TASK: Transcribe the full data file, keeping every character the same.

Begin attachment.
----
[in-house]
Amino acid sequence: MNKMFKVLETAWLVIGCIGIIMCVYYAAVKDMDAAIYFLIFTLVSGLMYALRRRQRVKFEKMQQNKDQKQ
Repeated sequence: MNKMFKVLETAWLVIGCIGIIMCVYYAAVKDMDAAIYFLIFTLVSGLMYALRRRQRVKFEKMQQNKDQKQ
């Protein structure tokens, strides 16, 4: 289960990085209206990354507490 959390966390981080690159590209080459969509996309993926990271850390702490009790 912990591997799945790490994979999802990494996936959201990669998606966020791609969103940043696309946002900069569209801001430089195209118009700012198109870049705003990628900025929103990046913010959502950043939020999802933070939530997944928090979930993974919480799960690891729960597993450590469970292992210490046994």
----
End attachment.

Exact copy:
[in-house]
Amino acid sequence: MNKMFKVLETAWLVIGCIGIIMCVYYAAVKDMDAAIYFLIFTLVSGLMYALRRRQRVKFEKMQQNKDQKQ
Repeated sequence: MNKMFKVLETAWLVIGCIGIIMCVYYAAVKDMDAAIYFLIFTLVSGLMYALRRRQRVKFEKMQQNKDQKQ
């Protein structure tokens, strides 16, 4: 289960990085209206990354507490 959390966390981080690159590209080459969509996309993926990271850390702490009790 912990591997799945790490994979999802990494996936959201990669998606966020791609969103940043696309946002900069569209801001430089195209118009700012198109870049705003990628900025929103990046913010959502950043939020999802933070939530997944928090979930993974919480799960690891729960597993450590469970292992210490046994």